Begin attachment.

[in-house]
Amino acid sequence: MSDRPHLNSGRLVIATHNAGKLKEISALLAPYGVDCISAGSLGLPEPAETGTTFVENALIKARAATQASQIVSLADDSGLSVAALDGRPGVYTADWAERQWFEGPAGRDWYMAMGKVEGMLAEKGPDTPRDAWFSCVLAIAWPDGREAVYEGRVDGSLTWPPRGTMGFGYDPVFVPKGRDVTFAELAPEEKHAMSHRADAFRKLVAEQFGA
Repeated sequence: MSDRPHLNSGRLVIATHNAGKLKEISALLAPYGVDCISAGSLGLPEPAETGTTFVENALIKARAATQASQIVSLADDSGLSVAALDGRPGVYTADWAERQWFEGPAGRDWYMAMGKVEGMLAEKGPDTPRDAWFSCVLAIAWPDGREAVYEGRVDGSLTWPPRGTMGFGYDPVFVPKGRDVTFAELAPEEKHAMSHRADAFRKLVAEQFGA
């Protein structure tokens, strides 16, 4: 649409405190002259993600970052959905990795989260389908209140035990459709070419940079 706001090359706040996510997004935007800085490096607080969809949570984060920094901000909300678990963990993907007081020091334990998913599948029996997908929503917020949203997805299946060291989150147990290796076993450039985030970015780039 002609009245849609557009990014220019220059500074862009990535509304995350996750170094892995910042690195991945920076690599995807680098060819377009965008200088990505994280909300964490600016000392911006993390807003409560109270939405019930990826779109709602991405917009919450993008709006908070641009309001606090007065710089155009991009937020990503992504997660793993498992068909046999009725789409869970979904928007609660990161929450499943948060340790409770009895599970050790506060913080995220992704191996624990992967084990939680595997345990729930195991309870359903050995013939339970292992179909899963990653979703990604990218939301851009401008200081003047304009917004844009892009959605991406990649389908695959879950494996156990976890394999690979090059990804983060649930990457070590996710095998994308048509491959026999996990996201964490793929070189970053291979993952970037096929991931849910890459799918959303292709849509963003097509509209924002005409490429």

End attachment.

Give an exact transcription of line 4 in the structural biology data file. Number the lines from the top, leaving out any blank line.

């Protein structure tokens, strides 16, 4: 649409405190002259993600970052959905990795989260389908209140035990459709070419940079 706001090359706040996510997004935007800085490096607080969809949570984060920094901000909300678990963990993907007081020091334990998913599948029996997908929503917020949203997805299946060291989150147990290796076993450039985030970015780039 002609009245849609557009990014220019220059500074862009990535509304995350996750170094892995910042690195991945920076690599995807680098060819377009965008200088990505994280909300964490600016000392911006993390807003409560109270939405019930990826779109709602991405917009919450993008709006908070641009309001606090007065710089155009991009937020990503992504997660793993498992068909046999009725789409869970979904928007609660990161929450499943948060340790409770009895599970050790506060913080995220992704191996624990992967084990939680595997345990729930195991309870359903050995013939339970292992179909899963990653979703990604990218939301851009401008200081003047304009917004844009892009959605991406990649389908695959879950494996156990976890394999690979090059990804983060649930990457070590996710095998994308048509491959026999996990996201964490793929070189970053291979993952970037096929991931849910890459799918959303292709849509963003097509509209924002005409490429």